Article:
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October 24, 2013

 

Homer BOE calls for less standardized testing

Board says too much emphasis on tests takes away from instruction

By TYRONE L. HEPPARD
Staff Reporter
theppard@cortlandstandardnews.net

HOMER — The Board of Education passed a resolution to be sent out immediately to state and local governments calling for a decrease in standardized testing, arguing the tests do not accurately measure a student’s performance or a teacher’s effectiveness.
Before the motion passed, Superintendent of Schools Nancy Ruscio read the resolution aloud during the meeting and members expressed their frustration with the increase in testing and a need to focus on what is best for students.
“There is concern on this board and elsewhere ... on how much time is spent on testing and how it eats into the instruction time,” board member Martin Sweeney said during the meeting. “I think it’s important that we as a board show the community we do discuss these things and we know what teachers in Homer are going through.”
After the meeting, Ruscio said the resolution was recently drafted and edited by the board in response to what it and parents think is an unnecessary level of testing on the state and local level.
“There was solidarity and commitment to make a statement.” Ruscio said. “ Over the last three years ... the (education) reform movement has moved rapidly and I think people feel in the rapidity of change there has not been a focus on the students.”
In other news, High School Principal Doug VanEtten gave a presentation on the new math and science courses students have been involved with since the beginning of the school year.
One of the classes is Intro to Health Careers which covers topics such as the history of health care in America, legal and ethical issues, and personal qualities of health care workers.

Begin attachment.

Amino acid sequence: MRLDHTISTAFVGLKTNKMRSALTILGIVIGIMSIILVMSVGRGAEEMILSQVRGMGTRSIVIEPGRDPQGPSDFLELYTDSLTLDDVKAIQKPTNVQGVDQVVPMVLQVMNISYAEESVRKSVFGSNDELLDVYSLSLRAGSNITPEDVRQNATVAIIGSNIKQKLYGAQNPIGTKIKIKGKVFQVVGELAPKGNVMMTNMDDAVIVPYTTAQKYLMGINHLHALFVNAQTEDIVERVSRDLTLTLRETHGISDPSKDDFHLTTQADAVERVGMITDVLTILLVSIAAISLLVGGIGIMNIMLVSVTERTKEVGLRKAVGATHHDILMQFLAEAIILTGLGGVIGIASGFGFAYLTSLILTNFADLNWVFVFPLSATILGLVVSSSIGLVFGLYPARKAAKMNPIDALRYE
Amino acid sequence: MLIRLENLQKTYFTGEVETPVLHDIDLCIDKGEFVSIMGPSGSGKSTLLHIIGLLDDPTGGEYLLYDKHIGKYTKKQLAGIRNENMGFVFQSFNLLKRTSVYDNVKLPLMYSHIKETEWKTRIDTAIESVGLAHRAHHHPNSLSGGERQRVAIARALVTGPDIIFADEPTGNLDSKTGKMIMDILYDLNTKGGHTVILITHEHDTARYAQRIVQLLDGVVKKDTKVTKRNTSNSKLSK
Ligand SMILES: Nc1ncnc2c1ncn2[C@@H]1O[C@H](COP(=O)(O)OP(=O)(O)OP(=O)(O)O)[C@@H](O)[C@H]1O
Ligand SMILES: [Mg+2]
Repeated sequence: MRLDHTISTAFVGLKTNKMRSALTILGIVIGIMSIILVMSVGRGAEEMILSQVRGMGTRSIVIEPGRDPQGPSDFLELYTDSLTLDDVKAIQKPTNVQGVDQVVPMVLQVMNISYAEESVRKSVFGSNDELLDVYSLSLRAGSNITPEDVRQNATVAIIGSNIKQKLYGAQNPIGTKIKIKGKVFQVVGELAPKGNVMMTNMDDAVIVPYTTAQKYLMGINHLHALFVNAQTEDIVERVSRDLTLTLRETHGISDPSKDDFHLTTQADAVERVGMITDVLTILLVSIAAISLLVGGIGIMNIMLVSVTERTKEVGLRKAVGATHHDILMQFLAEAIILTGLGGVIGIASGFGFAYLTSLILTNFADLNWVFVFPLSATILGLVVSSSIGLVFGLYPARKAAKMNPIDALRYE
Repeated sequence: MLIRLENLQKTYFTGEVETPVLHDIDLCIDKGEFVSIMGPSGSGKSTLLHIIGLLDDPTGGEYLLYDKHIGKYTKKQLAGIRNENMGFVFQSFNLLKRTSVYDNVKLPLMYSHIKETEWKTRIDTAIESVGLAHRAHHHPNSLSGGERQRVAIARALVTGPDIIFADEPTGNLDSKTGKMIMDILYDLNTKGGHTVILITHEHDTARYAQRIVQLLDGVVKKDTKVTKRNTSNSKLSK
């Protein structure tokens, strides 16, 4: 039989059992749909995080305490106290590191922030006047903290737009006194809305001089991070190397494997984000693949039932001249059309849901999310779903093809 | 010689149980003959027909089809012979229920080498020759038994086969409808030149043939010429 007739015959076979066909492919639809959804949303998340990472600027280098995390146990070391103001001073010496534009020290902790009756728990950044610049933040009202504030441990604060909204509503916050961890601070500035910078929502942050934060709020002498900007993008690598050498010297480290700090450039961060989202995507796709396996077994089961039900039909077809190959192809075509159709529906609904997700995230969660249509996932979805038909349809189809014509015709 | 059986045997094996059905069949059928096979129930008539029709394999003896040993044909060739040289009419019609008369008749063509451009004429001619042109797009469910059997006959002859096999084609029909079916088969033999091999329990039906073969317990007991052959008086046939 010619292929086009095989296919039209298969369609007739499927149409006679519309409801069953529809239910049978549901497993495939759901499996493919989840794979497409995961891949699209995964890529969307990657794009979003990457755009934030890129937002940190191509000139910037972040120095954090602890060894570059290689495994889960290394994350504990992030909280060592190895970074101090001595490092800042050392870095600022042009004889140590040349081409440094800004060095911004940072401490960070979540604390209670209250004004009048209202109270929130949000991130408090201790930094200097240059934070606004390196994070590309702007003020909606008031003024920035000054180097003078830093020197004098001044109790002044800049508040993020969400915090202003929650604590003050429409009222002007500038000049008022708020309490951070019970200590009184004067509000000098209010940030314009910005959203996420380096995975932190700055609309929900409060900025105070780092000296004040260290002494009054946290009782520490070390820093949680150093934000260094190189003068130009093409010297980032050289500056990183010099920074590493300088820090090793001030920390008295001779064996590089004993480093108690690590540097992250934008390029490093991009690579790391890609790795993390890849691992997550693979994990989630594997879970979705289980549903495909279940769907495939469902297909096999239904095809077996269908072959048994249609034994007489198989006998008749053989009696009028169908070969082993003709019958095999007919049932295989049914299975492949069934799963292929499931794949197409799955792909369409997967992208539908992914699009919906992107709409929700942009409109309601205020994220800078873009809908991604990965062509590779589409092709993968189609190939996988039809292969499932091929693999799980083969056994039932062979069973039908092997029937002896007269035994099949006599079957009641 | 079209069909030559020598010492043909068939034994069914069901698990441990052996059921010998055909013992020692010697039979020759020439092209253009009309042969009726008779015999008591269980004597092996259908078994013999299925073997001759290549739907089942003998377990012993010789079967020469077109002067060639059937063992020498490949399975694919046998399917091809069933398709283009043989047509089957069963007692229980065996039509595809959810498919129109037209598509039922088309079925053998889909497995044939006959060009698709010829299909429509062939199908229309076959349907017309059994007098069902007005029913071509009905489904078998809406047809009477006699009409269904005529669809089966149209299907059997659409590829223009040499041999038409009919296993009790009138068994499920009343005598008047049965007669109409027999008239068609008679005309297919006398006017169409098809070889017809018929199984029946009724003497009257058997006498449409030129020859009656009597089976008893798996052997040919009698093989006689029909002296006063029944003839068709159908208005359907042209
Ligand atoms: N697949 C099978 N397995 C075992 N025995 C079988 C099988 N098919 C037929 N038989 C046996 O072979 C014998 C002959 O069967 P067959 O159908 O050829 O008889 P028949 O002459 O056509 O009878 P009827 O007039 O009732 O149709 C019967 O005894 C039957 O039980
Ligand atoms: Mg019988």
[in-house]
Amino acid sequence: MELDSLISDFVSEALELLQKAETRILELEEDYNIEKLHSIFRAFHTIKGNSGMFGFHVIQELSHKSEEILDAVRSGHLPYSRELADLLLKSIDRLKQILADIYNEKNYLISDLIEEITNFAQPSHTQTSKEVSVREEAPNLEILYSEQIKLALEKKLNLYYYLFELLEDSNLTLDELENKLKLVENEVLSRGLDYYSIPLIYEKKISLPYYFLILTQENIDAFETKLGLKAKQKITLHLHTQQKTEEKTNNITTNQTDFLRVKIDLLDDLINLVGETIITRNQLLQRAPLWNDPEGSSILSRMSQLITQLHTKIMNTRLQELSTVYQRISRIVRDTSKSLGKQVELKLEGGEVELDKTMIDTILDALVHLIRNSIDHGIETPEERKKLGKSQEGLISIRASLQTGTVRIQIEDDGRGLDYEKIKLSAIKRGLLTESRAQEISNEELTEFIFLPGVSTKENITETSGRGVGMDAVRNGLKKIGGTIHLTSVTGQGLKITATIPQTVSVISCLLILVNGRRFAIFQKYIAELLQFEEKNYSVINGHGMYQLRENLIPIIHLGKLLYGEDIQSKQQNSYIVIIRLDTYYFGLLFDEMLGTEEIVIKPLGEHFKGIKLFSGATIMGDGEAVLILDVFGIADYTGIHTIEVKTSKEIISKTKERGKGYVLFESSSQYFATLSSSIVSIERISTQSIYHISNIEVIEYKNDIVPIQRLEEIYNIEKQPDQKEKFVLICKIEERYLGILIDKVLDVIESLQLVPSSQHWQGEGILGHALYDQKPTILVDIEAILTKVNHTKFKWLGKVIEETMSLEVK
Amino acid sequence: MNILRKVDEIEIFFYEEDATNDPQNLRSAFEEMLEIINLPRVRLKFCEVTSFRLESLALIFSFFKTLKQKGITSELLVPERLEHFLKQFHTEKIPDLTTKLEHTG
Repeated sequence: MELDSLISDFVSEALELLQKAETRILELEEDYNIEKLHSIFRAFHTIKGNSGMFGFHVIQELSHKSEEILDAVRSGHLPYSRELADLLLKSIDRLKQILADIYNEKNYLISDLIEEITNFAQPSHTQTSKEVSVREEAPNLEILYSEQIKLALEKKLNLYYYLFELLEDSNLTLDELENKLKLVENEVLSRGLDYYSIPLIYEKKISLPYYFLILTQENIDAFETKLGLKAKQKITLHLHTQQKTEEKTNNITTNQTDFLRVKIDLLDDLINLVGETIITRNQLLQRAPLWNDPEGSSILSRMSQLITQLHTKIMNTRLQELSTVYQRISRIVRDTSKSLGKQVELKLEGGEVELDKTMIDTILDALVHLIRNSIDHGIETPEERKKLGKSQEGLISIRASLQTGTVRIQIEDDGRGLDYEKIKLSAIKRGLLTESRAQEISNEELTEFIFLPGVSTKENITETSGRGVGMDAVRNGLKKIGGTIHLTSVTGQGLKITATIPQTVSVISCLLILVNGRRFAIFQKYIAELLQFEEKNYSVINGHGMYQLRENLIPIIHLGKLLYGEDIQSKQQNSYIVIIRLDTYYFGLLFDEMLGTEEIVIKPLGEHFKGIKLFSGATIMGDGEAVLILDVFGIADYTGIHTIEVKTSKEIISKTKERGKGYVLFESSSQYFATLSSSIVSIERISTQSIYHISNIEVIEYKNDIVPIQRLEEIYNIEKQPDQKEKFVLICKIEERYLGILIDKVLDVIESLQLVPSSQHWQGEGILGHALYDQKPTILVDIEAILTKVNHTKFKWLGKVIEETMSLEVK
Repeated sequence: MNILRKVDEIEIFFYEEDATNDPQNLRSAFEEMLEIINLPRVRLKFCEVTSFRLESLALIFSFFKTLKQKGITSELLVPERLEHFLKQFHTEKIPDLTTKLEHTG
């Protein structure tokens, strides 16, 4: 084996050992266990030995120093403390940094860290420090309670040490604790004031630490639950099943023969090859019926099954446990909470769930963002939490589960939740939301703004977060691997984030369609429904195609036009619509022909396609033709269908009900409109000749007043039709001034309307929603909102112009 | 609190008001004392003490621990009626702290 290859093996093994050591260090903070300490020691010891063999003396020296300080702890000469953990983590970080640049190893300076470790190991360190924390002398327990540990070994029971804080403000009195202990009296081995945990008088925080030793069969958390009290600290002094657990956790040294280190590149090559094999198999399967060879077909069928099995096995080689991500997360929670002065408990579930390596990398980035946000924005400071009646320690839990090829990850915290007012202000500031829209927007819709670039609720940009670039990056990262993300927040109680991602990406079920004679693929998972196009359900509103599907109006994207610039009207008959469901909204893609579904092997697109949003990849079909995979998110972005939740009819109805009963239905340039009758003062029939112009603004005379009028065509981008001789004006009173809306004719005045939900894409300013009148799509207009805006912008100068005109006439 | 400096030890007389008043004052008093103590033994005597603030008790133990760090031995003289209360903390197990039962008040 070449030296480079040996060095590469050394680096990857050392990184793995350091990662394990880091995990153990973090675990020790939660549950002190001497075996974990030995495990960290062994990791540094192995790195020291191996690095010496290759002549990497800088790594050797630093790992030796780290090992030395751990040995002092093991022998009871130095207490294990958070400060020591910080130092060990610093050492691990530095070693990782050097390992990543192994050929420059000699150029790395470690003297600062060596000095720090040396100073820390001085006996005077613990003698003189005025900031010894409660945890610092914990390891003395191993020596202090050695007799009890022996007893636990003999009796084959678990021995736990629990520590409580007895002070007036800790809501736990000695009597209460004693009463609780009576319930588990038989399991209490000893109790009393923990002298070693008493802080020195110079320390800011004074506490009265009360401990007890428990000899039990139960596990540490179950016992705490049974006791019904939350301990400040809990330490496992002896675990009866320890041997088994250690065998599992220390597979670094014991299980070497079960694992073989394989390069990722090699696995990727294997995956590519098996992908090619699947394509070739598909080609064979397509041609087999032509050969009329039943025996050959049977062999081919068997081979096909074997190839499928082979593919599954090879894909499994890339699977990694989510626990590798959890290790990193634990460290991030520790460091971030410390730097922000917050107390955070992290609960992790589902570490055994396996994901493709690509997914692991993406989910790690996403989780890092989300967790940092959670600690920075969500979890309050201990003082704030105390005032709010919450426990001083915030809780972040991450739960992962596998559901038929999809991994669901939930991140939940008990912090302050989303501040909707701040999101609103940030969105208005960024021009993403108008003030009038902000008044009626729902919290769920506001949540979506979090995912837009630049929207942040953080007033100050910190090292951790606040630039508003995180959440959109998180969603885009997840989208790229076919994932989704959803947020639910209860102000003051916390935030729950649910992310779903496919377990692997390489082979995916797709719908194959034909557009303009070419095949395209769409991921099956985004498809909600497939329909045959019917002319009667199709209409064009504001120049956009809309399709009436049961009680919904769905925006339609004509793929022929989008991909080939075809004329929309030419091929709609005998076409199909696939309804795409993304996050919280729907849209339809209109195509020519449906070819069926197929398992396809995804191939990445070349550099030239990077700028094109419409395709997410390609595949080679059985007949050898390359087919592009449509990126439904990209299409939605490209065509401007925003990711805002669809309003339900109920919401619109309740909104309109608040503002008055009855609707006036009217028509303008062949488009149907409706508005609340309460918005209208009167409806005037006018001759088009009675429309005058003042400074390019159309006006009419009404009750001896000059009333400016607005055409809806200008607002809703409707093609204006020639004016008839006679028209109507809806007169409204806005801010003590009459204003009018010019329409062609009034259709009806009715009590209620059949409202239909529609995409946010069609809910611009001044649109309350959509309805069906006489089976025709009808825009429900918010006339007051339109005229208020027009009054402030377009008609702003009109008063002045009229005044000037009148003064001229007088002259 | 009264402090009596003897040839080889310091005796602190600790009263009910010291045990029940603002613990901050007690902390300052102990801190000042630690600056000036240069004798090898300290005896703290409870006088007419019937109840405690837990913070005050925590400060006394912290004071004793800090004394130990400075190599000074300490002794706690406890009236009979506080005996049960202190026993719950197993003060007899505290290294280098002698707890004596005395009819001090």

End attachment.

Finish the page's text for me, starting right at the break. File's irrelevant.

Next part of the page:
“A lot of this was introduced to provide an overview for our students about the variety of health care careers that are out there,” VanEtten said, “but also to provide the opportunity for students to learn about the health care system.”
Other courses provided to high school students through federal Race to the Top funding are virtual advanced placement courses. VanEtten said school counselors have been instrumental in helping students keep up with course work and have received positive feedback from the students as well.
Students who have been taking any of the three architecture classes available are spending a lot of time working with local architects, visiting project sites in the area and designing their own projects, VanEtten said, as he presented various projects the students have been working on to board members.
VanEtten also touched on how the school has been involved in an effort to advance Career and Technical Education goals which include building partnerships with local businesses and colleges to create courses for students that prepare them for high-skill and high-demand careers.
He added the high school has already begun a self-study on the effectiveness of the courses before presenting results to the board so that they might be approved and recognized by the state Education Department.
“What we hoped to add to the program I think we have,” Van Etten said. “We’re real excited to see as the year goes forward how that continues to develop.”

 

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